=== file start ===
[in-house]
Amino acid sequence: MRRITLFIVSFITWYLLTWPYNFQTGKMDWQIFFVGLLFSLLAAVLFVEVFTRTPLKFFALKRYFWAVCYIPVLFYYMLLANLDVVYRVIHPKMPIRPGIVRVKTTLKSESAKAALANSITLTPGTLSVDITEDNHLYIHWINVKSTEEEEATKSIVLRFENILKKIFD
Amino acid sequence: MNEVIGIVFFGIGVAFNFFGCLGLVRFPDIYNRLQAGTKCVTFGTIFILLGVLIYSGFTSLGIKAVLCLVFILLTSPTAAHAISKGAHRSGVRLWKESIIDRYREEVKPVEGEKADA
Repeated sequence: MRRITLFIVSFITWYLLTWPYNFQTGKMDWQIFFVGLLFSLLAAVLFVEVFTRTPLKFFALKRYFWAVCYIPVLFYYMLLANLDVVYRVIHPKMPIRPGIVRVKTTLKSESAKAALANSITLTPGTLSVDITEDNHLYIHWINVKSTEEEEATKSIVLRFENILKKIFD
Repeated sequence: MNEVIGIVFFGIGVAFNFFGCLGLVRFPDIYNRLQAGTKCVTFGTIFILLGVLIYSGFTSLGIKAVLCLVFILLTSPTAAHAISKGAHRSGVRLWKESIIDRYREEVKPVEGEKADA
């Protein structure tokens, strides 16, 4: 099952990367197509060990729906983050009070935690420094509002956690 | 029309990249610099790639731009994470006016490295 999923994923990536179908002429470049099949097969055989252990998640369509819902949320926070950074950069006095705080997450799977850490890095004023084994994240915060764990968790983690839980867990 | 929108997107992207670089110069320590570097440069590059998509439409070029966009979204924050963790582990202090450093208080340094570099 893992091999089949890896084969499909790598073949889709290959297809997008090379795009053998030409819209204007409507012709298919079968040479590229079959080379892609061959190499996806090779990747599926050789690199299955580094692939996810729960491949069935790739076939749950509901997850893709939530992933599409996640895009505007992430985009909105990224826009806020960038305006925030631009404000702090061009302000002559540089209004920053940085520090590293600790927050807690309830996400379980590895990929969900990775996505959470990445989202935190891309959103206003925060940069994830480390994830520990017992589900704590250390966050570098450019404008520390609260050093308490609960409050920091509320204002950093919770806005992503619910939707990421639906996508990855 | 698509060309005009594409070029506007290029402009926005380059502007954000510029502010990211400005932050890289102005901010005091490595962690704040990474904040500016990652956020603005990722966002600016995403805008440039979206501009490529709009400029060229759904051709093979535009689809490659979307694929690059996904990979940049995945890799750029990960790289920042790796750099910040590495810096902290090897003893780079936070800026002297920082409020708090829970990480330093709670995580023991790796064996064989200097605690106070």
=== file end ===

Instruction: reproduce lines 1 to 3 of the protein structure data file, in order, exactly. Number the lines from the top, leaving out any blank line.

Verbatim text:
[in-house]
Amino acid sequence: MRRITLFIVSFITWYLLTWPYNFQTGKMDWQIFFVGLLFSLLAAVLFVEVFTRTPLKFFALKRYFWAVCYIPVLFYYMLLANLDVVYRVIHPKMPIRPGIVRVKTTLKSESAKAALANSITLTPGTLSVDITEDNHLYIHWINVKSTEEEEATKSIVLRFENILKKIFD
Amino acid sequence: MNEVIGIVFFGIGVAFNFFGCLGLVRFPDIYNRLQAGTKCVTFGTIFILLGVLIYSGFTSLGIKAVLCLVFILLTSPTAAHAISKGAHRSGVRLWKESIIDRYREEVKPVEGEKADA